Wednesday, April 1, 2009

Lambing is over

A spring blizzard swept in last night and dropped an amazing amount of snow on our farm. Dave and I waded through knee high drifts to feed the sheep. I expected them to stay in the barn, but they must have been hungry, because the ewes plowed through the snow to meet us. Their lambs followed, scrambling through head high snow banks.

Lambing is done for the year. We are grateful to no longer waken at 3 am to check for new lambs. We are relieved to be done battling an elusive metabolic killer which stole both moms and babies. We are pleased to be able to work on anything other than lambing.

And yet, we miss the absolute wonder of each new birth. Our adrenalin levels will drop back to normal, and contrarily, we’ll long for those moments of heightened senses when we battle to save a ewe or a lamb. Our sleep cycles will be uninterrupted and when people ask “what have you been doing?” we’ll say, “oh nothing,” and wish we could complain again about lambing because it impresses people so.

We have 50 healthy babies in the barn. Eight of them use the sucker bucket. A dozen have found the creep feed and luxuriate in relaxing with full bellies under the warm glow of a heat lamp. Tomorrow, we’ll vaccinate the non-bottle lambs and introduce them all to the creep feed. They’ll grow even faster than they are now.

Puzzle never had any babies. About half way through lambing, she gave up trying to adopt every baby. We were relieved and I think she was too.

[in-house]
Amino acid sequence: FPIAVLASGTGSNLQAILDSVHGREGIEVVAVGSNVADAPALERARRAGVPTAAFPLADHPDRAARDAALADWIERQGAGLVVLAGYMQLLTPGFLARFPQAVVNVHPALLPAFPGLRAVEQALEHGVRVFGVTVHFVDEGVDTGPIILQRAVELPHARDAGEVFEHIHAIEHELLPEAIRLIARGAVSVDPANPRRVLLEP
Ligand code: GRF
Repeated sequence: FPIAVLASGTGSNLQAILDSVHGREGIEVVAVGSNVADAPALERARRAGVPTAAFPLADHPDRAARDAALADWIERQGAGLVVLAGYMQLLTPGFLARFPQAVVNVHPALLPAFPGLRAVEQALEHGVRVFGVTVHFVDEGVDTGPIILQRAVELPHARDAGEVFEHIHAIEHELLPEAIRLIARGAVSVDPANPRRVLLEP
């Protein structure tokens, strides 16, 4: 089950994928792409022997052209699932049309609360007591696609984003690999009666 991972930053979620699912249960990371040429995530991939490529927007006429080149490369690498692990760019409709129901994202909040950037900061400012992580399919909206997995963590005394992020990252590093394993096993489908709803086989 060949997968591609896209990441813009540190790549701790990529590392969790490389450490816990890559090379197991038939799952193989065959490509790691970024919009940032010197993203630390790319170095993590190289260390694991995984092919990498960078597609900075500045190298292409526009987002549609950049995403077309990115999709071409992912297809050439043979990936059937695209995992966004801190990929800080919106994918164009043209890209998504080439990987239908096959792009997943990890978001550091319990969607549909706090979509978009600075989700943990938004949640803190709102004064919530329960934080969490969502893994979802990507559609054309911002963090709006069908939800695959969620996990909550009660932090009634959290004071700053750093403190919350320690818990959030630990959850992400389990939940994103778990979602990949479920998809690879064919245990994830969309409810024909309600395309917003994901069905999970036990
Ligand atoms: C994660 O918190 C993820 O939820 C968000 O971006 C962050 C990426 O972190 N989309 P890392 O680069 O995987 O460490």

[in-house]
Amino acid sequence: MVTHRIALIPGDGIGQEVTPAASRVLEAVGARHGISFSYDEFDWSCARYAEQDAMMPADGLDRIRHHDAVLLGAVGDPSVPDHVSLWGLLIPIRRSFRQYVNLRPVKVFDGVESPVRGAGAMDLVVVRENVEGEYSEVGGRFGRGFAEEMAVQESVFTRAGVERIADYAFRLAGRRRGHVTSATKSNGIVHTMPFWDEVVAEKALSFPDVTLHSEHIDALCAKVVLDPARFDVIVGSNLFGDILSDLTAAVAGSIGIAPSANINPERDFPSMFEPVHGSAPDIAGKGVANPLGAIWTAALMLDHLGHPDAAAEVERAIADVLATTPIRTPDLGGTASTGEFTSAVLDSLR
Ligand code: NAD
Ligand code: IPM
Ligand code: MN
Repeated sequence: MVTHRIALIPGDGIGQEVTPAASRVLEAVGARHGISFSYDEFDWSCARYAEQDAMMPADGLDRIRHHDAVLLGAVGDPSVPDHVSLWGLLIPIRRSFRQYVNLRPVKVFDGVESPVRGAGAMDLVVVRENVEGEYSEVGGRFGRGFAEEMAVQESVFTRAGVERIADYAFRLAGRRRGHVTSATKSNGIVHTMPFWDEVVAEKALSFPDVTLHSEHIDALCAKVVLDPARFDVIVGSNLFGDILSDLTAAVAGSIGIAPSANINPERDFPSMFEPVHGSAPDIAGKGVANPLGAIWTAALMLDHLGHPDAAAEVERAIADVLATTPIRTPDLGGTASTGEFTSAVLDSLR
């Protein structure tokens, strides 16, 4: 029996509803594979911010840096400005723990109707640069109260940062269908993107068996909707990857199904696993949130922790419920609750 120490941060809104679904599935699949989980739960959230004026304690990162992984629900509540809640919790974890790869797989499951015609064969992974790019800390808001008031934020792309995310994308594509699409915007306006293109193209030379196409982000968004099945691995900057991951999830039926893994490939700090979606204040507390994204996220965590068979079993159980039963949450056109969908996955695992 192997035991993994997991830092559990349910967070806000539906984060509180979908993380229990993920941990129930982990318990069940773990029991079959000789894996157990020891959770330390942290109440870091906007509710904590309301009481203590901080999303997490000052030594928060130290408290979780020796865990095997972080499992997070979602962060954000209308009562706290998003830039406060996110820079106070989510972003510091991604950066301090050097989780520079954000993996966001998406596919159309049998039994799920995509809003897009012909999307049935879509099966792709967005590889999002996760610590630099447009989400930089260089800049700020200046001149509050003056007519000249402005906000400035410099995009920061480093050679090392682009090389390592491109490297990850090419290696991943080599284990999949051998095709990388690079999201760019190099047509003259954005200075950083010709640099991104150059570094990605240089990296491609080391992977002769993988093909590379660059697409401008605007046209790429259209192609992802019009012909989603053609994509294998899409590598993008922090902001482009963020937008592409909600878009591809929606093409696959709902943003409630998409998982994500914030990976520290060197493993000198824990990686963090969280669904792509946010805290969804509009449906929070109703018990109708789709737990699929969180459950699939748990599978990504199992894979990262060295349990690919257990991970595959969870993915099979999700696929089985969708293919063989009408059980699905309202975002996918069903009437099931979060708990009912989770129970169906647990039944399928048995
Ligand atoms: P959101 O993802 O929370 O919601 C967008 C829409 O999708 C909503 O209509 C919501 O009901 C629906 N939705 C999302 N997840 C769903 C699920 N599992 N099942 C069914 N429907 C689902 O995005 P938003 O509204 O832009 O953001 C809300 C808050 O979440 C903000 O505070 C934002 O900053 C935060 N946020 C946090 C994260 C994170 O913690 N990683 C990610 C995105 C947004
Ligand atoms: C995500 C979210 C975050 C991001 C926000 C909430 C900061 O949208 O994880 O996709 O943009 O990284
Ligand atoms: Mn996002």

Available’s triplets bounce around the group pen. After the blizzard, we will let them out into the vast world of the barn yard. I look forward to watching them race around the barn in great circles with all the other lambs.

Avi (daughter of Available) and Gigi (daughter of Apple Blossom) are the only lambs we are adding to the flock this year. I worry that whatever metabolic problems the ewes had might have affected their lambs and I don’t want to add sheep to the flock with weak bones or insufficient thyroid glands or messed up immune systems.

Maybe still spends a lot of time lying on her side. Her babies use her body as a warm, soft perch, and watch the world from their position curled up on top of her.

The ice crystals melted rapidly from Rooster’s baby’s tightly curled wool; his ears thawed. He has disappeared into the rest of the flock, completely recovered and unrecognizable.

Zaida had a single big white lamb who keeps her busy enough so that she doesn’t have time to lie on her side with her feet out.

Christmas has two lambs just as petite as she is. They follow her through the deepest snow and stickiest mud. They are curious and afraid of nothing – just like their mother.

The Horned Ones babies are doing well. Her second lamb born never learned to nurse on his mom, but took to a bottle well. He has grown from a scrawny little black lamb who always looked fragile and cold, to a rambunctious little hellion who eats everything – milk, hay, creep feed, gloves. When he went to visit a school, the children named him Chewie because he ate their shoelaces.

Lambing is over, but the lambs will be with us for at least three more months, embellishing our pastures and our lives with their presence.

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